South African marks Disability Rights Awareness Month

5 November 2015

Disability Rights Awareness Month (Dram) was launched at Optima College, which caters exclusively for blind and partially sighted people, in Pretoria on 3 November by Social Development Minister Bathabile Dlamini.

Dram will run for a month, from 3 November to 3 December. It aims to increase awareness of the rights of people with disabilities as equal citizens in society in general. The month-long campaign also calls for speeding up equal access to socio-economic opportunities.

This year, Dram is celebrating 60 years of the Freedom Charter under the theme: “South Africa – a free and just society inclusive of all persons with disabilities as equal citizens’.

Against all odds

Cyclist Palesa Manaleng was in a cycling accident in 2014 in which she was paralysed from her waist down. But that hasn’t stopped her from continuing her passion for riding. She will be taking part in the Momentum 947 Cycle Challenge in Joburg on 15 November, during Dram.

Manaleng spent three months recovering in hospital from a dislocated spine, among other injuries. “I was lying on my bed at the Rehab Hospital and I was watching the Cycling Challenge and for the first time since my accident I was excited about something,” she recalled.

“My problem, or so I thought, was that I could no longer walk and I knew at that moment lying in that bed that I wanted the feeling of freedom that those cyclists possessed.”

She told her physiotherapist and occupational therapist she wanted to continue to cycle, but didn’t know how. “They showed me photos of Pieter du Preez on his hand-cycle and I knew then and there, I needed one,” she said.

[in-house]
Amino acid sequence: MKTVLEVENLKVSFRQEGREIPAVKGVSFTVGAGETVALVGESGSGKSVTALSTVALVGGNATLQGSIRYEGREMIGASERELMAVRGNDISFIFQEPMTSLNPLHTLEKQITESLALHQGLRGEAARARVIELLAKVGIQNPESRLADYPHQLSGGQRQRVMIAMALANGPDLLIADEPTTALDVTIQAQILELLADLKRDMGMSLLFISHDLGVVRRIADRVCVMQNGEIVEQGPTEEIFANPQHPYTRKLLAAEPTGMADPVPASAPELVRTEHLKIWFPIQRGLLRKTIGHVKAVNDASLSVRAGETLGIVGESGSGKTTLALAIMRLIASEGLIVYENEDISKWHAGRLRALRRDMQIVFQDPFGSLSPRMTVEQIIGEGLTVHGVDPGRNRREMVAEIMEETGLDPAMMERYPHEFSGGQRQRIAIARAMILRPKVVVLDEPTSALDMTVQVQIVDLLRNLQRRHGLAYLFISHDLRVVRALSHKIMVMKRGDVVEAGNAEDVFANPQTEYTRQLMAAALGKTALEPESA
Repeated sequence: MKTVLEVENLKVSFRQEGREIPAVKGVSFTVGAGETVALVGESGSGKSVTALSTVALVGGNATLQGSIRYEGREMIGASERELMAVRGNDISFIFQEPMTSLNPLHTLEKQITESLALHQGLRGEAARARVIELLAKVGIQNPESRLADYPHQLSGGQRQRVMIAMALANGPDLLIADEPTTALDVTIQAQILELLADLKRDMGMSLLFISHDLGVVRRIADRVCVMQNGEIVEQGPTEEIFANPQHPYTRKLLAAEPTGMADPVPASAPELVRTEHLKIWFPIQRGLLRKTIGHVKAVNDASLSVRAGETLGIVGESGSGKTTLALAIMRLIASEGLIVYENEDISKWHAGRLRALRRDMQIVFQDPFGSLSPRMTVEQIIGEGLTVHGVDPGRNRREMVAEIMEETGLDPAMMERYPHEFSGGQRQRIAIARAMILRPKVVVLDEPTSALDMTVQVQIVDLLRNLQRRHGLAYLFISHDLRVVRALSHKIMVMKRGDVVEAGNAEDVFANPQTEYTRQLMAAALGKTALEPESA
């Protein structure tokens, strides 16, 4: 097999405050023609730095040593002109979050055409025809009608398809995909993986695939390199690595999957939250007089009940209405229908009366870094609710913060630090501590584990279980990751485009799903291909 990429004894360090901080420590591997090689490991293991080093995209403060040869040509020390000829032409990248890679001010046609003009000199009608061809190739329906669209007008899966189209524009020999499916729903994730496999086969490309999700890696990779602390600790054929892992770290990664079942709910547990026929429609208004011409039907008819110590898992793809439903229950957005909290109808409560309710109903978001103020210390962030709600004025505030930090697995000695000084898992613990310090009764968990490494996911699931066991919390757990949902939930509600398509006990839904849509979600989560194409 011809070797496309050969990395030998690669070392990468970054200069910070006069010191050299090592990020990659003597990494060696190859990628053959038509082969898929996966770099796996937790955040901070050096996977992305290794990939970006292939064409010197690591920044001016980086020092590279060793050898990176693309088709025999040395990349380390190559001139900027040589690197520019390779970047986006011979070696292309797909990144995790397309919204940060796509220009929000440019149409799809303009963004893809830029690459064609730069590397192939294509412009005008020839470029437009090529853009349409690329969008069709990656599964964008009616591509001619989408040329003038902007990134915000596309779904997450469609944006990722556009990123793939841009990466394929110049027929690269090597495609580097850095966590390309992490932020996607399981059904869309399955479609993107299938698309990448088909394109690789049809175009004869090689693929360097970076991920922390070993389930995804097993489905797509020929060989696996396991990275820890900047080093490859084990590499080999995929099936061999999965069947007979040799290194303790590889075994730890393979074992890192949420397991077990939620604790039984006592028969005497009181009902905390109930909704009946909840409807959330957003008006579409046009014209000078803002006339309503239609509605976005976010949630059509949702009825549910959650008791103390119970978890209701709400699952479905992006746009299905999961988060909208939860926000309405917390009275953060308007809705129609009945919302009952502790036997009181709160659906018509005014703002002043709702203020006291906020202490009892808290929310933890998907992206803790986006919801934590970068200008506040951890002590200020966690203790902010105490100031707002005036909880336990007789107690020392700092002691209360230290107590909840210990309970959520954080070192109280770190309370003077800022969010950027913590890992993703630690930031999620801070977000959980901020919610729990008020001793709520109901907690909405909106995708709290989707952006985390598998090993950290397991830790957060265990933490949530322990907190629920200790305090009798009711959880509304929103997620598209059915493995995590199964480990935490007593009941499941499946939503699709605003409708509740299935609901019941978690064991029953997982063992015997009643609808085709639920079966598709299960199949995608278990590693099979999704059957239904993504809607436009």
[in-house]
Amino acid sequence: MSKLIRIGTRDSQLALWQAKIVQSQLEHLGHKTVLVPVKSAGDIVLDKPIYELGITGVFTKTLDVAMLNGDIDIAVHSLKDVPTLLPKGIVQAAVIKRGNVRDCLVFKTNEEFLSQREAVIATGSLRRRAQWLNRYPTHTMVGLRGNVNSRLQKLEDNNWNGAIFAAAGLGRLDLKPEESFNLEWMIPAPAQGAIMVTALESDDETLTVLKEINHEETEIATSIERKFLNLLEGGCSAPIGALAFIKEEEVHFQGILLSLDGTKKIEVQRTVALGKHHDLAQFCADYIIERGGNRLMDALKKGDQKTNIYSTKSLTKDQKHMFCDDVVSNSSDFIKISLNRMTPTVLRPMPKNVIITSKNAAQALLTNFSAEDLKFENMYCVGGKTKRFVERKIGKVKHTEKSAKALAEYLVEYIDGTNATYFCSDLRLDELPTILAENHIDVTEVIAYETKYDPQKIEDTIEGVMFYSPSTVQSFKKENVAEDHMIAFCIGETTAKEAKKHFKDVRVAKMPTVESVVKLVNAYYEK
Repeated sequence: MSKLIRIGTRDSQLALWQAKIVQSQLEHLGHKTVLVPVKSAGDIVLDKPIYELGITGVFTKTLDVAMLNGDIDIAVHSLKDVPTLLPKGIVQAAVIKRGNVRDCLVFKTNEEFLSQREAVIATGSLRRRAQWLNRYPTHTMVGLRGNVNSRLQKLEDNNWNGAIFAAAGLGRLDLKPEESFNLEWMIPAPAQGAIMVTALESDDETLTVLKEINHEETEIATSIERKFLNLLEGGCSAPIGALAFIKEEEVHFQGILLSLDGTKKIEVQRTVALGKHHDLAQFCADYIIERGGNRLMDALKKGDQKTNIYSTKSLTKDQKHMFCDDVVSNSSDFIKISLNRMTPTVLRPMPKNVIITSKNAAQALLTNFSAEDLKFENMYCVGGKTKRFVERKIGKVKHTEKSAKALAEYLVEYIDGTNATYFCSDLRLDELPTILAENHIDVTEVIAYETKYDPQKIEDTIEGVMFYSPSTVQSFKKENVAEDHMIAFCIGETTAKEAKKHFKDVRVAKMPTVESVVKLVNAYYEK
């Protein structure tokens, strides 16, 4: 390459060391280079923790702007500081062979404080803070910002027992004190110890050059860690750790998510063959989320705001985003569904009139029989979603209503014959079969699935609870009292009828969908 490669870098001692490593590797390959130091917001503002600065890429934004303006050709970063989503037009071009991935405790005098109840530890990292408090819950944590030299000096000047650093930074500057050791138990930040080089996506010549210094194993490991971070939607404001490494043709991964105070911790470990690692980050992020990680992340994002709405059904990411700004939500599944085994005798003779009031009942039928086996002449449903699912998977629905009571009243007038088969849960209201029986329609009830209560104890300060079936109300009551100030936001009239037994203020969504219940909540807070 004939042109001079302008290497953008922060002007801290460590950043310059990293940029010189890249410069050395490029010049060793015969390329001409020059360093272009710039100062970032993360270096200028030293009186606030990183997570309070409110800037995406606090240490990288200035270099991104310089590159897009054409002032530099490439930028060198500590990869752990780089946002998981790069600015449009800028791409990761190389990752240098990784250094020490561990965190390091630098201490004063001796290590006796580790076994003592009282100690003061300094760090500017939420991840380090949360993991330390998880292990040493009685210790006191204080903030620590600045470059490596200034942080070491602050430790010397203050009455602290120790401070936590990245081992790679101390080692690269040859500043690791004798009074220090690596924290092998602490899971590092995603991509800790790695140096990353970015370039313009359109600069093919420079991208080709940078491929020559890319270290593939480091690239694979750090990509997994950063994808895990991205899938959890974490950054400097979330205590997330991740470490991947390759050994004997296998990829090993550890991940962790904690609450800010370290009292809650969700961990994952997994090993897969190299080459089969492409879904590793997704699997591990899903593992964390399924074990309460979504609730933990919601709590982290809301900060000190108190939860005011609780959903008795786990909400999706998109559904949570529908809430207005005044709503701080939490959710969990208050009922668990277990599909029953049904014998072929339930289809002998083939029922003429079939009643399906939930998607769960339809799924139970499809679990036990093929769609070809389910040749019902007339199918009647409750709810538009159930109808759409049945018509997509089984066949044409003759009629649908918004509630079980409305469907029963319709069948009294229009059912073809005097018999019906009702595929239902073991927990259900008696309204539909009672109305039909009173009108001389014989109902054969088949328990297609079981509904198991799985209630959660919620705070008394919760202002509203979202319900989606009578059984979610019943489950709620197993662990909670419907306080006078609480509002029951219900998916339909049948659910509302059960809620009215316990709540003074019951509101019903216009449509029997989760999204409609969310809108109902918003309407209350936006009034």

Watch more of Manaleng’s story here:

After hearing about her story, the Cycle Challenge’s organisers decided to sponsor Manaleng with a hand-cycle, a cycling kit, training assistance and ongoing support.

“Despite this remarkable life-changing event, Palesa remains strong and committed to making the most of her new life,” said race director Tanya Harford. “She doesn’t think of herself as a victim and has no sense that her life is now over or less than it was. She’s just making the best of adapting to new challenges.

“She is the epitome of the event’s “Ride For A Purpose’ campaign.”

Government’s white paper

The White Paper on the Rights of Persons with Disabilities will be submitted to the cabinet this month for consideration, said Minister Dlamini.

Once approved, it will commit authorities to advancing the rights of people with disabilities by accepting full responsibility and accountability for delivering services to all South Africans, including able-bodied and disabled men and women.

“It will also strengthen recourse for persons with disabilities and their families if this does not happen,” the minister said.

People with disabilities must be empowered to contribute to the development of their communities, schools, work places and to the country, she added. “Empowerment is identified as a core cross-cutting theme for enabling persons with disabilities to avail of and access all socio-economic development opportunities and rights that exist.”

SouthAfrica.info reporter